The general nursing qualification must be equivalent to the level of Irish nursing programs. In some cases, nurses may need to undertake a period of adaptation and assessment or an aptitude test to demonstrate their competence.
General Employment Permit (GEP)
The GEP is a common and broad option, which requires a formal job offer from an Irish employer in a nursing role. Typically, this permit involves a labour market needs test to ensure that the position cannot be filled by a resident worker from Ireland or other European Economic Area (EEA) countries.
The permit has a minimum annual remuneration threshold of €30,000 and is typically issued for two years. It can be renewed, leading to the possibility of long-term residency and eventual citizenship.
Critical Skills Employment Permit (CSEP)
The CSEP is for specifically highly skilled professionals, including nurses in certain specialisations that are considered critical to the Irish healthcare system. This permit streamlines the application process by waiving the labour market needs test, allowing a faster route for eligible applicants.
It requires a qualifying job offer with a minimum salary, which is generally higher than that required for the General Employment Permit. One of the significant advantages of this permit is its pathway to long-term residency, as holders can apply for residency after two years.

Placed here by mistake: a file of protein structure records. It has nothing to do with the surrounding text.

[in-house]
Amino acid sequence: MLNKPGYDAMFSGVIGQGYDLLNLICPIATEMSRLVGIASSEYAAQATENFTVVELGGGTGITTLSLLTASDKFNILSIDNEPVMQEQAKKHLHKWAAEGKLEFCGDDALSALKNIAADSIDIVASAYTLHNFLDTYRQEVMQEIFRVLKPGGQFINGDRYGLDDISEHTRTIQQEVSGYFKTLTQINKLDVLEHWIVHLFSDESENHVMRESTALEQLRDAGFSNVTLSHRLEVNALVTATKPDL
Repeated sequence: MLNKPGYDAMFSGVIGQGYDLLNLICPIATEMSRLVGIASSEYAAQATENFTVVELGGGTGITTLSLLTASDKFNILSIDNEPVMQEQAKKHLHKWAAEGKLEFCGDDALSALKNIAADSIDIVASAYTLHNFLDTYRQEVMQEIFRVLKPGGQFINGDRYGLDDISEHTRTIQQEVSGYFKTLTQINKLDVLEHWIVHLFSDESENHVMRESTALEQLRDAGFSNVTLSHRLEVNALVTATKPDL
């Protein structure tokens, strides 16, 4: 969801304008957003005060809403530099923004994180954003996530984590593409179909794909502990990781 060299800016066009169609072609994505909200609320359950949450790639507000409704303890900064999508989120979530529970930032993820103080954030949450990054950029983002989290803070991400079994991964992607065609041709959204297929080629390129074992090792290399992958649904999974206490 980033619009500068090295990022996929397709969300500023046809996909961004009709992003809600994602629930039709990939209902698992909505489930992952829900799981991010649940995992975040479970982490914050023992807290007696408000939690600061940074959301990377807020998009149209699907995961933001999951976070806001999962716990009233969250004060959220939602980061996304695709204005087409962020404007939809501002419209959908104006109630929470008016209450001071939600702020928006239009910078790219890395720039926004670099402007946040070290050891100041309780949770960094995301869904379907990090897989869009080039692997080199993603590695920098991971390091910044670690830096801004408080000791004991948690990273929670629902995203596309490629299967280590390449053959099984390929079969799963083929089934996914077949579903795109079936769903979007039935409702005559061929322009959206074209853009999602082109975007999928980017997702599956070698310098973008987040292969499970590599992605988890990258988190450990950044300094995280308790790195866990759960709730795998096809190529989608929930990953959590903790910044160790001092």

The permit is initially issued for two years, followed by the ability to apply for a Stamp 4 visa, granting extended residency rights.
Atypical Working Scheme
The Atypical Working Scheme (AWS) is a type of short-term ‘C’ working visa intended for non-EEA nationals who want to work in Ireland for a maximum of 90 days per calendar year. This scheme allows non-EEA nurses to enter the country after passing the RCSI aptitude test or the mandatory Clinical Adaptation Programme.
Non-EEA nurses who fulfil the requirements of the scheme and obtain their certificate of registration from the NMBI will be able to apply for an employment permit. AWS approval grants exam completion, not immediate work authorisation.
Applicants can only submit one application per year. A signed and dated employment contract is mandatory, with a start date aligned with the RCSI Aptitude Test or Clinical Adaptation.
For guidance, reach out to our immigration experts at IAS, we will assist you through the process. Call +353 061 518 025 to get started.
Below are the general requirements for the different Work Permit for nurses in Ireland:
- Job offer from an approved Irish employer
- NMBI registration
- Minimum salary based on your experience and speciality
- Proof of sufficient funds to support yourself in Ireland
- Clean criminal record